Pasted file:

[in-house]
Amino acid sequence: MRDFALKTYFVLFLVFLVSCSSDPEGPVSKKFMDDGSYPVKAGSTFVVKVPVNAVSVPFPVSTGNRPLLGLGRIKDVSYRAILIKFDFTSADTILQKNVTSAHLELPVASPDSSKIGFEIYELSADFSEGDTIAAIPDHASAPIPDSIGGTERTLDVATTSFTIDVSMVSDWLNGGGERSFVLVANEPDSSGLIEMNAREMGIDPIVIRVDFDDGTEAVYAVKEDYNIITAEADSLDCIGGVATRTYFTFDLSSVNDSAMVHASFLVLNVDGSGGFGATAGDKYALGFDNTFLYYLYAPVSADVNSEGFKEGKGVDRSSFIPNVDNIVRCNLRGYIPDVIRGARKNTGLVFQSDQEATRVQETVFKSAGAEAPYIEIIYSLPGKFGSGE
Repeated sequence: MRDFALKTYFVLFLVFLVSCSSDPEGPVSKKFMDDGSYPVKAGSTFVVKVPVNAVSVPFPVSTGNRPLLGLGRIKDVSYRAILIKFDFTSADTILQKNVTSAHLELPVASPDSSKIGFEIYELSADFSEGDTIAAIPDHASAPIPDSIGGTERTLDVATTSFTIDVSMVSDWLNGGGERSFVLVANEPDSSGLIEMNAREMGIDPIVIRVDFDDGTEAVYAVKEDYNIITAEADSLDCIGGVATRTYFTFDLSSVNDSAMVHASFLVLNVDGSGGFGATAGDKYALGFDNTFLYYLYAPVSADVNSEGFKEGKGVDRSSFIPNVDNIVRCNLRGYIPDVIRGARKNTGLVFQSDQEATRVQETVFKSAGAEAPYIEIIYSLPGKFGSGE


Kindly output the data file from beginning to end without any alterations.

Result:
[in-house]
Amino acid sequence: MRDFALKTYFVLFLVFLVSCSSDPEGPVSKKFMDDGSYPVKAGSTFVVKVPVNAVSVPFPVSTGNRPLLGLGRIKDVSYRAILIKFDFTSADTILQKNVTSAHLELPVASPDSSKIGFEIYELSADFSEGDTIAAIPDHASAPIPDSIGGTERTLDVATTSFTIDVSMVSDWLNGGGERSFVLVANEPDSSGLIEMNAREMGIDPIVIRVDFDDGTEAVYAVKEDYNIITAEADSLDCIGGVATRTYFTFDLSSVNDSAMVHASFLVLNVDGSGGFGATAGDKYALGFDNTFLYYLYAPVSADVNSEGFKEGKGVDRSSFIPNVDNIVRCNLRGYIPDVIRGARKNTGLVFQSDQEATRVQETVFKSAGAEAPYIEIIYSLPGKFGSGE
Repeated sequence: MRDFALKTYFVLFLVFLVSCSSDPEGPVSKKFMDDGSYPVKAGSTFVVKVPVNAVSVPFPVSTGNRPLLGLGRIKDVSYRAILIKFDFTSADTILQKNVTSAHLELPVASPDSSKIGFEIYELSADFSEGDTIAAIPDHASAPIPDSIGGTERTLDVATTSFTIDVSMVSDWLNGGGERSFVLVANEPDSSGLIEMNAREMGIDPIVIRVDFDDGTEAVYAVKEDYNIITAEADSLDCIGGVATRTYFTFDLSSVNDSAMVHASFLVLNVDGSGGFGATAGDKYALGFDNTFLYYLYAPVSADVNSEGFKEGKGVDRSSFIPNVDNIVRCNLRGYIPDVIRGARKNTGLVFQSDQEATRVQETVFKSAGAEAPYIEIIYSLPGKFGSGE